Ever felt this way? Ever believed life couldn’t possibly change for the better?

Like the fierce desert sun that can be so oppressive, perhaps your burdens are overwhelming you right now.  You cannot find any shelter; no sanctuary seems to exist for the renewal of your spirit.  Your life has become an ongoing battle and despair is winning.  Just as cool weather in the desert seems to have abandoned the land, so too does hope seem out of reach.

If this is how you feel, if this is your reality here and now, know this: This…too…shall… pass.

This season of your life will NOT last forever.  And if you cannot believe this for yourself, I will hold that hope for you.  I have been where you are now.

Do not give up

A new season is just around the corner!

 

 

 

 

 

 

 

 

 

On Being Powerless

On Being Powerless

Hello.

My name is Rebecca and I admit that I am powerless over anxiety.

My life has been ruled by it for as long as I can remember.  It has negatively affected my relationships, my schooling, my job performance, and, without question, my health.  There are times when I am paralyzed by it, unable to make decisions, be efficient or sometimes even to physically move. It can be a crippling dis-order, throwing all aspects of my life out of whack and into disarray. As I constantly remind myself, however, admitting that I am powerless is my first step toward recovery.

People who resist using the 12 Steps of Alcoholics Anonymous to find sobriety often immediately reject the first step, “We admitted we were powerless over alcoholism and that our lives had become unmanageable.”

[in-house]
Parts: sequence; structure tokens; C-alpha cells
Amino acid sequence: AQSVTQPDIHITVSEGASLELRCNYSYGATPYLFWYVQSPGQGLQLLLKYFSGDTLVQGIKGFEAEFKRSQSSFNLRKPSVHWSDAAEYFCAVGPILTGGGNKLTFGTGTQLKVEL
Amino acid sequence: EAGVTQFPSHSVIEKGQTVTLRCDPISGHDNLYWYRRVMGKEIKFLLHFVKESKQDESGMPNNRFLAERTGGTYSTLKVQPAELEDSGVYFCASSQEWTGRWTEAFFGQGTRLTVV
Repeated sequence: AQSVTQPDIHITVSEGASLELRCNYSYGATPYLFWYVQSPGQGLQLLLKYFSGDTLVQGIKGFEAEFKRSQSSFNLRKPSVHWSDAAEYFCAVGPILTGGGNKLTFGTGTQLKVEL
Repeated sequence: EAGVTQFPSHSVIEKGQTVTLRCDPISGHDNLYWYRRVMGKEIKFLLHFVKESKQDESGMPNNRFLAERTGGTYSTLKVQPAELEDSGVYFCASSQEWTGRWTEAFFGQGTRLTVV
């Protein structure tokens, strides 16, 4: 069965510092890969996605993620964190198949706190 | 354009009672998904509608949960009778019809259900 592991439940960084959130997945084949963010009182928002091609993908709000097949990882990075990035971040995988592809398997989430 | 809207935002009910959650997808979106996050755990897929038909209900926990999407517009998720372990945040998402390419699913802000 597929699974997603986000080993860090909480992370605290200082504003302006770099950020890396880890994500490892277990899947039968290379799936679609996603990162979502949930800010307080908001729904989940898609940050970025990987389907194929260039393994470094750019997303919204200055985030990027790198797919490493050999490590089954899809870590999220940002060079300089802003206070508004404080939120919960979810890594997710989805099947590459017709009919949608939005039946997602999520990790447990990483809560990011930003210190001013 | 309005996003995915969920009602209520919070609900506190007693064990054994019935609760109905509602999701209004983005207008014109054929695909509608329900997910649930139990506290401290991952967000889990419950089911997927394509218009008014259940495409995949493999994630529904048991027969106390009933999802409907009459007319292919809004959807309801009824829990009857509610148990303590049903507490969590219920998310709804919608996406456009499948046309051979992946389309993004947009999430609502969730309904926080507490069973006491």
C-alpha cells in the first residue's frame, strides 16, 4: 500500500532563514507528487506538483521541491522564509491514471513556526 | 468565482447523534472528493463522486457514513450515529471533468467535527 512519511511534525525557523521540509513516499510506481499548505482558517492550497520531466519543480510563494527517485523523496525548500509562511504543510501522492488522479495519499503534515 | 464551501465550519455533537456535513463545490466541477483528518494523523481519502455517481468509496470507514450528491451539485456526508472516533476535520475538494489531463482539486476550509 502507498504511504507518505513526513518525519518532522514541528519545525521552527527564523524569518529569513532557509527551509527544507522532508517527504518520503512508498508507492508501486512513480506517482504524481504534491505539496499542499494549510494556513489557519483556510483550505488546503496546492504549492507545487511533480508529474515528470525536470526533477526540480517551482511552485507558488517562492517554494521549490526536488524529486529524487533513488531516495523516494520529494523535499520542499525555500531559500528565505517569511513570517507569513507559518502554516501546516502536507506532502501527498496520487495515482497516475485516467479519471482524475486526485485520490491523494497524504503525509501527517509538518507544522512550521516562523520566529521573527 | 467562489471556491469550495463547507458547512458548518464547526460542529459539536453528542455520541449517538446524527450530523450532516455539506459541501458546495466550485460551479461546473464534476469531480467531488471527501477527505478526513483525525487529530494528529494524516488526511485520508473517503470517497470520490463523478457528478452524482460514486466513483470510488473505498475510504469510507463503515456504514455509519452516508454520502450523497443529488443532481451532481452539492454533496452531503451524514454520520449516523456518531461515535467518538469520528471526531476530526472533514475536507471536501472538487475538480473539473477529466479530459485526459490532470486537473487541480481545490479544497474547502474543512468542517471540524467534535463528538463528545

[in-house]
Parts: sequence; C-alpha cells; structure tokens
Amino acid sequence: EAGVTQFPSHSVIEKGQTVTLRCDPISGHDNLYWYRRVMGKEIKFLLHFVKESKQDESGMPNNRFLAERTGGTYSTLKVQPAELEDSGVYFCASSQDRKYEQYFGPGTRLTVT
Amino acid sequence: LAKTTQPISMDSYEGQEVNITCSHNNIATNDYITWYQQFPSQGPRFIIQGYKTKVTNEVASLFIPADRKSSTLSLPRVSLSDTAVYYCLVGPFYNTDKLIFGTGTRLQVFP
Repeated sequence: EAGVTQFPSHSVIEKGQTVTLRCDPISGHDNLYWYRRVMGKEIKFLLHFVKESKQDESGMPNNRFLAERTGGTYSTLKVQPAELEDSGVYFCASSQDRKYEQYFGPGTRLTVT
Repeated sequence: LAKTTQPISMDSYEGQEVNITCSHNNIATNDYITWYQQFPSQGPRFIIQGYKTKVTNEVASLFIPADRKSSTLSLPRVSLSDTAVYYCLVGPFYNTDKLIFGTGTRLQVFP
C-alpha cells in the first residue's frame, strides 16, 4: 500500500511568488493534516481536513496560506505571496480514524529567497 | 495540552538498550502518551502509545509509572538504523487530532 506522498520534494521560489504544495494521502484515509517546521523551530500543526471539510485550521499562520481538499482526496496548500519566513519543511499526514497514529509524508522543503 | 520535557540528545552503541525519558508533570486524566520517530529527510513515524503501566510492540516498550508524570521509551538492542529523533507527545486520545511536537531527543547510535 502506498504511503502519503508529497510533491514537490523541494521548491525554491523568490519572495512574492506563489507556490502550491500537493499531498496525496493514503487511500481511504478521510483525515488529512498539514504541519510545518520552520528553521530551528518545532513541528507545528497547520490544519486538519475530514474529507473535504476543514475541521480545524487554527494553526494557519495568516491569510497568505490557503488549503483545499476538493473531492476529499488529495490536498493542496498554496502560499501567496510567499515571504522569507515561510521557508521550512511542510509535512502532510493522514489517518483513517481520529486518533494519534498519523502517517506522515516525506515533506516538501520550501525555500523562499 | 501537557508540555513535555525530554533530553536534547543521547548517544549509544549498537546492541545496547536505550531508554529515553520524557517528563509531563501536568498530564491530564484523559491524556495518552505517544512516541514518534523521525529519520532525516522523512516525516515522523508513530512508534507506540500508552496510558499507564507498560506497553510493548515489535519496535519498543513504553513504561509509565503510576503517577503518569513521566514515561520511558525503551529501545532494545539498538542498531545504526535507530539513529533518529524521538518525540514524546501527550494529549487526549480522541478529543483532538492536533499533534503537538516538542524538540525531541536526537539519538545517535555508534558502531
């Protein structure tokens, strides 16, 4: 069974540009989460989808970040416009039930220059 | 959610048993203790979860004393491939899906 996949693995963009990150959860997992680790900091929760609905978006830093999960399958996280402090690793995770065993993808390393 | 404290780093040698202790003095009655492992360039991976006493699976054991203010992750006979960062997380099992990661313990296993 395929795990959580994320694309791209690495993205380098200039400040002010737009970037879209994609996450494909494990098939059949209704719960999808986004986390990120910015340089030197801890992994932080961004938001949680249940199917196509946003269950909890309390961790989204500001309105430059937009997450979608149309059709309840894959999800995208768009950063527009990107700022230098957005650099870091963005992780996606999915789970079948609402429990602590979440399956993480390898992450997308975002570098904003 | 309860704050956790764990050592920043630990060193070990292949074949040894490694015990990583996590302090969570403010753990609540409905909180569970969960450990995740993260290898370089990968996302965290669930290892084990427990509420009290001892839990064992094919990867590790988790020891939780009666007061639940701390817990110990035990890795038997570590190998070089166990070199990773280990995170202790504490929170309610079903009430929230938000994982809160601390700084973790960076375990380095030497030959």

What do you mean “powerless?”  I’m not weak or helpless! That’s ridiculous. I just need a stronger will power to overcome my addiction. Admitting powerlessness is like surrendering to defeat. How am I supposed to create a sober life with that attitude?  To hell with being powerless!

Yea…I get that. Claiming to be powerless is intimidating…scary…humbling. It may even cause one to feel more vulnerable. I know because often I get anxious (but, of course!) when thinking that  anxiety could possibly disrupt and screw up my life forever.

But being “powerless” for me doesn’t imply I’m weak or helpless.  It doesn’t mean I’m dis-empowered either.  Claiming powerlessness means I’m admitting that I cannot rely solely on myself.  I’ve not surrendered to defeat. Nor am I leaving it up to my willpower to help me just “get over” being anxious. When I admit that I am powerless my focus shifts away from a narcissistic self-reliance.  I am forced instead to reach out beyond myself for help.

Comfort and support often comes in the form of turning to my Higher Power for guidance and strength.  Seeking help means remembering the relief I get when I actually take the herb that eases my stress.   In claiming powerlessness, I am confessing I need to reach out to friends, maintain my spiritual disciplines and experience, once again, the peace and hope in living by the Serenity Prayer.

In essence,

I am EMPOWERED by admitting I am powerless. 

In surrendering, I gain FREEDOM.

So… what’s causing your life to be unmanageable?  What behavior or addiction needs to be purged from your life?  Are you addicted to alcohol, food, drugs, or shopping? Are you addicted to being needed?  Is your life driven or controlled by a destructive emotion like mine is?